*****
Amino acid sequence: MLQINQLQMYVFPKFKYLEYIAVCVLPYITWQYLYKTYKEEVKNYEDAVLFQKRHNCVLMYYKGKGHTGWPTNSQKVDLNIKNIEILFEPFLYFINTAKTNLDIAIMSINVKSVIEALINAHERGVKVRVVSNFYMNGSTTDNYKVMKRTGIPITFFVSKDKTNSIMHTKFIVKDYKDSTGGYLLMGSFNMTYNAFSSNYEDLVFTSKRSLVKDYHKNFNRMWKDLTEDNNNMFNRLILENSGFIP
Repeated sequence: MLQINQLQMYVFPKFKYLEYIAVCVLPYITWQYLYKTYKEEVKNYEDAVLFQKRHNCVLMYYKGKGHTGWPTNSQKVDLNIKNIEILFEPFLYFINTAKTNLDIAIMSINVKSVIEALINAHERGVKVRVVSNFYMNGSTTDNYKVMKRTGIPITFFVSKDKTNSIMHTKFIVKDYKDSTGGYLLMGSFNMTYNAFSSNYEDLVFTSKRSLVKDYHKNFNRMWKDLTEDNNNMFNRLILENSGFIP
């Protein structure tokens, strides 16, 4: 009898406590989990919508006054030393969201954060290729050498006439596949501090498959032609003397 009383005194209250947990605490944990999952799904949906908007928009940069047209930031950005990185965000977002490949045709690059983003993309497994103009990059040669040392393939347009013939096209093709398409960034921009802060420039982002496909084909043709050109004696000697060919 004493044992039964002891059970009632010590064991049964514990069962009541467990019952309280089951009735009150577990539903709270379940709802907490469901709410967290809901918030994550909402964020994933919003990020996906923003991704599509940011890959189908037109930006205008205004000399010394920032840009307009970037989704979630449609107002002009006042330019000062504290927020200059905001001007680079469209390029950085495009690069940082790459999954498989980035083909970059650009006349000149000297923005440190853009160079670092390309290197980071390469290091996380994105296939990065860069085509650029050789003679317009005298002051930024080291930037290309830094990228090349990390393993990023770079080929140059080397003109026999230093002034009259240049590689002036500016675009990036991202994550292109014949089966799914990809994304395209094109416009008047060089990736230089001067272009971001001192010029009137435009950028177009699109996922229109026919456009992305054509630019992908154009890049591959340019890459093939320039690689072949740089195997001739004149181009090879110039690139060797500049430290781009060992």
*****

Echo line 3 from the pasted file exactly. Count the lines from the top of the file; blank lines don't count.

């Protein structure tokens, strides 16, 4: 009898406590989990919508006054030393969201954060290729050498006439596949501090498959032609003397 009383005194209250947990605490944990999952799904949906908007928009940069047209930031950005990185965000977002490949045709690059983003993309497994103009990059040669040392393939347009013939096209093709398409960034921009802060420039982002496909084909043709050109004696000697060919 004493044992039964002891059970009632010590064991049964514990069962009541467990019952309280089951009735009150577990539903709270379940709802907490469901709410967290809901918030994550909402964020994933919003990020996906923003991704599509940011890959189908037109930006205008205004000399010394920032840009307009970037989704979630449609107002002009006042330019000062504290927020200059905001001007680079469209390029950085495009690069940082790459999954498989980035083909970059650009006349000149000297923005440190853009160079670092390309290197980071390469290091996380994105296939990065860069085509650029050789003679317009005298002051930024080291930037290309830094990228090349990390393993990023770079080929140059080397003109026999230093002034009259240049590689002036500016675009990036991202994550292109014949089966799914990809994304395209094109416009008047060089990736230089001067272009971001001192010029009137435009950028177009699109996922229109026919456009992305054509630019992908154009890049591959340019890459093939320039690689072949740089195997001739004149181009090879110039690139060797500049430290781009060992």